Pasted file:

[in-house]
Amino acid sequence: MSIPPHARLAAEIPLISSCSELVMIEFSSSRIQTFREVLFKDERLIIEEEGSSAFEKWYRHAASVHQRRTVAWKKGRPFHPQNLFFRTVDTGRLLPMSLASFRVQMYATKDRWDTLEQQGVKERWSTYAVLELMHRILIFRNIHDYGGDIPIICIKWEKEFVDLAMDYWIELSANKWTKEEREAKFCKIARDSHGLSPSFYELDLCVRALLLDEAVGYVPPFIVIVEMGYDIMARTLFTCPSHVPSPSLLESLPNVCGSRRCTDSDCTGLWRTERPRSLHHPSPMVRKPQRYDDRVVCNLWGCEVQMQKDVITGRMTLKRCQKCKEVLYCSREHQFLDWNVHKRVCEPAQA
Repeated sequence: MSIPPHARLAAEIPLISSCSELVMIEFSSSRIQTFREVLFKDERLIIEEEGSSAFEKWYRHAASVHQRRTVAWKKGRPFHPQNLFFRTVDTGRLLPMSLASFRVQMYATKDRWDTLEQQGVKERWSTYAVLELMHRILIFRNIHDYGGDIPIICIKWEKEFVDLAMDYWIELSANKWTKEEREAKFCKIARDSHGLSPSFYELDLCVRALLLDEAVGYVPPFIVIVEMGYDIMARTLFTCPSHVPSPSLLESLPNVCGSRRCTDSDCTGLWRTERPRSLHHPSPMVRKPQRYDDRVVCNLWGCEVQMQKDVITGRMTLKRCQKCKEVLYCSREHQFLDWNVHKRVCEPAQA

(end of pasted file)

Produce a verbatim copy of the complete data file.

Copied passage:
[in-house]
Amino acid sequence: MSIPPHARLAAEIPLISSCSELVMIEFSSSRIQTFREVLFKDERLIIEEEGSSAFEKWYRHAASVHQRRTVAWKKGRPFHPQNLFFRTVDTGRLLPMSLASFRVQMYATKDRWDTLEQQGVKERWSTYAVLELMHRILIFRNIHDYGGDIPIICIKWEKEFVDLAMDYWIELSANKWTKEEREAKFCKIARDSHGLSPSFYELDLCVRALLLDEAVGYVPPFIVIVEMGYDIMARTLFTCPSHVPSPSLLESLPNVCGSRRCTDSDCTGLWRTERPRSLHHPSPMVRKPQRYDDRVVCNLWGCEVQMQKDVITGRMTLKRCQKCKEVLYCSREHQFLDWNVHKRVCEPAQA
Repeated sequence: MSIPPHARLAAEIPLISSCSELVMIEFSSSRIQTFREVLFKDERLIIEEEGSSAFEKWYRHAASVHQRRTVAWKKGRPFHPQNLFFRTVDTGRLLPMSLASFRVQMYATKDRWDTLEQQGVKERWSTYAVLELMHRILIFRNIHDYGGDIPIICIKWEKEFVDLAMDYWIELSANKWTKEEREAKFCKIARDSHGLSPSFYELDLCVRALLLDEAVGYVPPFIVIVEMGYDIMARTLFTCPSHVPSPSLLESLPNVCGSRRCTDSDCTGLWRTERPRSLHHPSPMVRKPQRYDDRVVCNLWGCEVQMQKDVITGRMTLKRCQKCKEVLYCSREHQFLDWNVHKRVCEPAQA